116 MONSIEUR DUMAS AND HIS BEASTS
' Do buy this charming creature,' said my artist friend Giraud.
' Yes, do buy this ridiculous little beast,' said Alexandre.
' Buy him, indeed,' said I; ' have I forty francs to give away every day, to say nothing of a guinea-pig and two white mice ?'
' Gentlemen,' said Alexandre, ' I am sorry to tell you that my father is, without exception, the most avaricious man living.'
My guests exclaimed, but Alexandre said that one day he would prove the truth of his assertion. I was now called upon to admire the monkey, and to remark how like he was to a friend of ours. Giraud, who was painting a portrait of this gentleman, said that if I would let the monkey sit to him, it would help him very much in his work, and Maquet, another of my guests, offered, amidst general applause, to make me a present of it.1 This decided me.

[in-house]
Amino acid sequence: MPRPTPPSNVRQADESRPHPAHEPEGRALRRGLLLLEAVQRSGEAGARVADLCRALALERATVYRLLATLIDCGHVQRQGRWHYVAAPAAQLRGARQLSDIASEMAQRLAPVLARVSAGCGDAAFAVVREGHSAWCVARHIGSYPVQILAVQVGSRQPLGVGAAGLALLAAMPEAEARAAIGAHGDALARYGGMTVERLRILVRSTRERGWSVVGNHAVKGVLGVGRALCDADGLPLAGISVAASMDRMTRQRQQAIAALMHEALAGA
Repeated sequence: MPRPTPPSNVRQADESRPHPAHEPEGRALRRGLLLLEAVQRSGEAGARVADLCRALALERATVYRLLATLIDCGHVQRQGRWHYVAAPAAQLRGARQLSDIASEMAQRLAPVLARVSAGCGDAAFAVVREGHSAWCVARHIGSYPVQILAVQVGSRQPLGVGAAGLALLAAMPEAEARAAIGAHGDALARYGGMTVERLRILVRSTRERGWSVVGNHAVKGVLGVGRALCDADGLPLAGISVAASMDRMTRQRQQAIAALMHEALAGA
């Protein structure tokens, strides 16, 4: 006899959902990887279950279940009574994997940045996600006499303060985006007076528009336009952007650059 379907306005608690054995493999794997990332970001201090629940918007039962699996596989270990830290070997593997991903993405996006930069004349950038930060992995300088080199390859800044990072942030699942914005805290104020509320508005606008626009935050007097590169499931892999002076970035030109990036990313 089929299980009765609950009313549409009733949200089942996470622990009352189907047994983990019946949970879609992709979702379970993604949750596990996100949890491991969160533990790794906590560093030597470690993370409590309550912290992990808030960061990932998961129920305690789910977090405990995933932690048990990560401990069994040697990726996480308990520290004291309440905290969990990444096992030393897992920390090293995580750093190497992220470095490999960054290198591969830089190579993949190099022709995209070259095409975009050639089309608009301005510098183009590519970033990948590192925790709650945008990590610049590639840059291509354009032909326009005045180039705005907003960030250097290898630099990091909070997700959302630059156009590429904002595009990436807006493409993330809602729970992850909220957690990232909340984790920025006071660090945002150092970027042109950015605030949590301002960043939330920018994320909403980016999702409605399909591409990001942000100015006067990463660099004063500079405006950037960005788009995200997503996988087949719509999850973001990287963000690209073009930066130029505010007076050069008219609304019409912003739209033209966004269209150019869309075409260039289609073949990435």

' You see,' said Alexandre, ' he accepts.'
' Come, young man,' said I to the Auvergnat, ' embrace your monkey for the last time, and if you have any tears to shed, shed them without delay.'
When the full price was paid, the boy made an attempt to do as I told him, but the Last of the Laidmanoirs refused to be embraced by his former master, and as soon as the latter had gone away, he seemed delighted and began to dance, while Mademoiselle Desgarcins in her cage danced, too, with all her might.
'Look!' said Maquet, ' they like each other. Let us complete the happiness of these interesting animals.'
We shut them up in the cage together, to the great delight of Mademoiselle Desgarcins, who did not care for Potich, and much preferred her new admirer. Potich, indeed, showed signs of jealousy, but, not being armed
1 Maquet. The immortal Augustus MacKeat.